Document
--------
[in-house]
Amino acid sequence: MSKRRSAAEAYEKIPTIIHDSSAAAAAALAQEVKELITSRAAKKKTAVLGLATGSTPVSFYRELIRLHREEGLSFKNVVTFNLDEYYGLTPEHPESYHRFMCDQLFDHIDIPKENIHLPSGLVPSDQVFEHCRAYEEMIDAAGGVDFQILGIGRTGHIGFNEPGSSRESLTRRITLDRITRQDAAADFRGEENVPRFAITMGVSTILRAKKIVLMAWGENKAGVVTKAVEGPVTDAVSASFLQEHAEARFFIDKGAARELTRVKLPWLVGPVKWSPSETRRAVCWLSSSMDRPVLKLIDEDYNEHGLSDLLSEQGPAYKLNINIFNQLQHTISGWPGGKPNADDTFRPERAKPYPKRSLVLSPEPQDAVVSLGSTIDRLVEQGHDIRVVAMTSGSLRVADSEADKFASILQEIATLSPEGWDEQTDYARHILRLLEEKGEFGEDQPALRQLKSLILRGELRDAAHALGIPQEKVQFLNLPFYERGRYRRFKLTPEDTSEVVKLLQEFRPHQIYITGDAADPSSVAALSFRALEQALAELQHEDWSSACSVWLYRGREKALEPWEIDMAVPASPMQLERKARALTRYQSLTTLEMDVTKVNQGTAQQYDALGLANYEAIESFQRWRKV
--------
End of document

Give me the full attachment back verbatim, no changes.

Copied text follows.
[in-house]
Amino acid sequence: MSKRRSAAEAYEKIPTIIHDSSAAAAAALAQEVKELITSRAAKKKTAVLGLATGSTPVSFYRELIRLHREEGLSFKNVVTFNLDEYYGLTPEHPESYHRFMCDQLFDHIDIPKENIHLPSGLVPSDQVFEHCRAYEEMIDAAGGVDFQILGIGRTGHIGFNEPGSSRESLTRRITLDRITRQDAAADFRGEENVPRFAITMGVSTILRAKKIVLMAWGENKAGVVTKAVEGPVTDAVSASFLQEHAEARFFIDKGAARELTRVKLPWLVGPVKWSPSETRRAVCWLSSSMDRPVLKLIDEDYNEHGLSDLLSEQGPAYKLNINIFNQLQHTISGWPGGKPNADDTFRPERAKPYPKRSLVLSPEPQDAVVSLGSTIDRLVEQGHDIRVVAMTSGSLRVADSEADKFASILQEIATLSPEGWDEQTDYARHILRLLEEKGEFGEDQPALRQLKSLILRGELRDAAHALGIPQEKVQFLNLPFYERGRYRRFKLTPEDTSEVVKLLQEFRPHQIYITGDAADPSSVAALSFRALEQALAELQHEDWSSACSVWLYRGREKALEPWEIDMAVPASPMQLERKARALTRYQSLTTLEMDVTKVNQGTAQQYDALGLANYEAIESFQRWRKV